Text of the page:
Resolved - No More Resolutions: Financial Advisors' Daily Digest

by: SA For FAs

Summary

Most people’s resolutions fail, but there’s a simple alternative that can succeed.

Eric Basmajian: The consumer is maxed out.

Franklin Templeton Investments on growing economies and fading stimulus.

By Gil Weinreich

Consumers set new records for dollars spent this holiday season, according to Mastercard Spending Pulse, which tracks this data. That means America didn’t take my advice on giving the gift of financial responsibility, by paying down a student loan instead of giving an iPhone, for example.

Not one to give up easily, I’ll now try this interventionist advice prior to all those new year’s resolutions that will invariably fail: Don’t make a bold plan that will crater amidst a myriad of rationales. Instead, adopt a small, habitual behavior.

New year’s resolutions are known to be by and large a flop—with research indicating something like an 88% - or higher - failure rate. Those are lousy odds.

An interesting psychological study I came across suggests an interesting explanation. The experimenters asked a group to solve very difficult problems requiring tremendous persistence. One segment of the group was permitted to eat chocolate chip cookies prior to the task, whereas another group was asked to eat radishes. The two groups were aware of each other. A third group had no conditions imposed.

So, was it the fit consumers of veggies that performed best or the cookie monsters? Or the uncontrolled group? The uncontrolled folks persisted admirably, lasting about 21 minutes, as did the cookie eaters, enduring for about 19 minutes. But the radish eaters gave up after about 8.5 minutes and made far fewer attempts to complete the task. Here’s a revealing quote from the study that will help you understand why:

In particular, none of the participants in the radish condition violated the rule against eating chocolates. Several of them did exhibit clear interest in the chocolates, to the point of looking longingly at the chocolate display and in a few cases even picking up the cookies to sniff at them. But no participant actually bit into the wrong food.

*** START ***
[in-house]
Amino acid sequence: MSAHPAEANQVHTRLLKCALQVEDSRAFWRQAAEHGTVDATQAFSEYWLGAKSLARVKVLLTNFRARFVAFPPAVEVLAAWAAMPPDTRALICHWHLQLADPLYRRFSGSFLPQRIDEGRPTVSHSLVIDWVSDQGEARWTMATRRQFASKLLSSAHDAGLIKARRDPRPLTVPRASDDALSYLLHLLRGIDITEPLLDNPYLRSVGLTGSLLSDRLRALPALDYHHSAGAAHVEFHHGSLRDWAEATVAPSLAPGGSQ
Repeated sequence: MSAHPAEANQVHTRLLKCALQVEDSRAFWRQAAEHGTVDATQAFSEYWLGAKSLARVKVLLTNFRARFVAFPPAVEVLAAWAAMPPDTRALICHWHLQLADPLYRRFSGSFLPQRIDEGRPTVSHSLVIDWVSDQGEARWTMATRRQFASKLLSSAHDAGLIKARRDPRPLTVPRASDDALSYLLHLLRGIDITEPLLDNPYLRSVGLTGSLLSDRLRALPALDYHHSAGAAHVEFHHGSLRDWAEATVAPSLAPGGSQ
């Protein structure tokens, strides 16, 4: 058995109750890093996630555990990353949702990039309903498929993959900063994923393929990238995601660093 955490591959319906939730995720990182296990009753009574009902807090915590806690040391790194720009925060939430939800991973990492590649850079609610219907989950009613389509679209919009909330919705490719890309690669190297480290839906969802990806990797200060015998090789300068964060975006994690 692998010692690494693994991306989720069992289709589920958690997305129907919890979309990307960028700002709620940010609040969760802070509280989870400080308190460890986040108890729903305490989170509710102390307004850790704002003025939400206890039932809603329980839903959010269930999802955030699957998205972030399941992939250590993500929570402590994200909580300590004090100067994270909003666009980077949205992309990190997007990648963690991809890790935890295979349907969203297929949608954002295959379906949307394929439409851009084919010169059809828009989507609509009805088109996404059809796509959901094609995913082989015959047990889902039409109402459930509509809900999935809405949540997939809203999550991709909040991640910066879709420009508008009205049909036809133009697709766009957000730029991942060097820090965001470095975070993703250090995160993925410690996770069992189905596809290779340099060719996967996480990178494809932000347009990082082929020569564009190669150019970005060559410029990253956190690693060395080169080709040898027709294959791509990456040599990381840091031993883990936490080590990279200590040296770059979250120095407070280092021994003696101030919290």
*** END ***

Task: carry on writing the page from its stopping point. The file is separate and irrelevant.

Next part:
The authors conclude that people have limited resources. The poor radish eaters were depleted before they even began. Does that ever happen to you – at the end of a long work day? You intended all day long to spend quality time with the kids, but only have the energy to click the TV remote? The radish eaters were dispirited before they even began. Ironically, if your goal is to diet, you might be more successful doing so with a chocolate chip cookie in your stomach, but I digress.

And so it is with your finances. Resolving to stop spending more than you earn is not likely to work. The need will arise and you’ll take out the credit card again. But if you instead say that the first 10% of your paycheck each month goes to paying down debt, you’ve set up a process that requires minimal, gradual effort. Once you get good at it, you can expand to the first 15% of your paycheck. The same goes for increasing your savings. You can make all the big plans in the world, but they’re unlikely to be more effective than just scheduling an automatic monthly transfer from your checking account to your brokerage account.

And, if it’ll help you get going, why not indulge in a chocolate chip cookie before setting up those wiring instructions, or the new diet?

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